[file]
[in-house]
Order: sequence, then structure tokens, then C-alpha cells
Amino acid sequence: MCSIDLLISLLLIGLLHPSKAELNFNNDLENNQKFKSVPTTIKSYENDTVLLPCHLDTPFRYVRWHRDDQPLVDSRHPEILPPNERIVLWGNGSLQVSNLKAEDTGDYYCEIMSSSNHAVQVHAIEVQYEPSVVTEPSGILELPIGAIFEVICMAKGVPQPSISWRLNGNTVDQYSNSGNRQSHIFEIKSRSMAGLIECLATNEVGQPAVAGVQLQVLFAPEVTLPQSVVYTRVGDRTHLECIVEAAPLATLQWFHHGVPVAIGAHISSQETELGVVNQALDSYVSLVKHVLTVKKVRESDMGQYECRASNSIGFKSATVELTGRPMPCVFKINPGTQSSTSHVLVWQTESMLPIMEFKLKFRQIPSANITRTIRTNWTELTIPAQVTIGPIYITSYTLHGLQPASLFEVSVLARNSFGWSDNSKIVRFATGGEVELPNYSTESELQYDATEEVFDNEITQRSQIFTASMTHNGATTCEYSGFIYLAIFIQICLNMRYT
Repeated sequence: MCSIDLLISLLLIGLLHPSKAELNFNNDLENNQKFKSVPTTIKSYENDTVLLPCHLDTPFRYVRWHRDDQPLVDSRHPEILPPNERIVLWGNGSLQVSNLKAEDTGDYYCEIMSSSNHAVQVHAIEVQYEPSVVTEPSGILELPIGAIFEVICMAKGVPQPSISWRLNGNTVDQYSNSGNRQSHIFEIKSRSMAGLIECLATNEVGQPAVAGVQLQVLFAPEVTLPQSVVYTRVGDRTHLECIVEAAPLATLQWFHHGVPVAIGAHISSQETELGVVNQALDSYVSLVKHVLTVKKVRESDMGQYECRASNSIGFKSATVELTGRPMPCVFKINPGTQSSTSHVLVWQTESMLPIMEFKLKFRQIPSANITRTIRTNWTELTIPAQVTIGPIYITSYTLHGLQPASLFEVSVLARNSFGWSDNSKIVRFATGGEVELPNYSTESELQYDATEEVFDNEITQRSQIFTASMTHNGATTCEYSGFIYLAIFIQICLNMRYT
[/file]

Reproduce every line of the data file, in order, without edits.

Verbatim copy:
[in-house]
Order: sequence, then structure tokens, then C-alpha cells
Amino acid sequence: MCSIDLLISLLLIGLLHPSKAELNFNNDLENNQKFKSVPTTIKSYENDTVLLPCHLDTPFRYVRWHRDDQPLVDSRHPEILPPNERIVLWGNGSLQVSNLKAEDTGDYYCEIMSSSNHAVQVHAIEVQYEPSVVTEPSGILELPIGAIFEVICMAKGVPQPSISWRLNGNTVDQYSNSGNRQSHIFEIKSRSMAGLIECLATNEVGQPAVAGVQLQVLFAPEVTLPQSVVYTRVGDRTHLECIVEAAPLATLQWFHHGVPVAIGAHISSQETELGVVNQALDSYVSLVKHVLTVKKVRESDMGQYECRASNSIGFKSATVELTGRPMPCVFKINPGTQSSTSHVLVWQTESMLPIMEFKLKFRQIPSANITRTIRTNWTELTIPAQVTIGPIYITSYTLHGLQPASLFEVSVLARNSFGWSDNSKIVRFATGGEVELPNYSTESELQYDATEEVFDNEITQRSQIFTASMTHNGATTCEYSGFIYLAIFIQICLNMRYT
Repeated sequence: MCSIDLLISLLLIGLLHPSKAELNFNNDLENNQKFKSVPTTIKSYENDTVLLPCHLDTPFRYVRWHRDDQPLVDSRHPEILPPNERIVLWGNGSLQVSNLKAEDTGDYYCEIMSSSNHAVQVHAIEVQYEPSVVTEPSGILELPIGAIFEVICMAKGVPQPSISWRLNGNTVDQYSNSGNRQSHIFEIKSRSMAGLIECLATNEVGQPAVAGVQLQVLFAPEVTLPQSVVYTRVGDRTHLECIVEAAPLATLQWFHHGVPVAIGAHISSQETELGVVNQALDSYVSLVKHVLTVKKVRESDMGQYECRASNSIGFKSATVELTGRPMPCVFKINPGTQSSTSHVLVWQTESMLPIMEFKLKFRQIPSANITRTIRTNWTELTIPAQVTIGPIYITSYTLHGLQPASLFEVSVLARNSFGWSDNSKIVRFATGGEVELPNYSTESELQYDATEEVFDNEITQRSQIFTASMTHNGATTCEYSGFIYLAIFIQICLNMRYT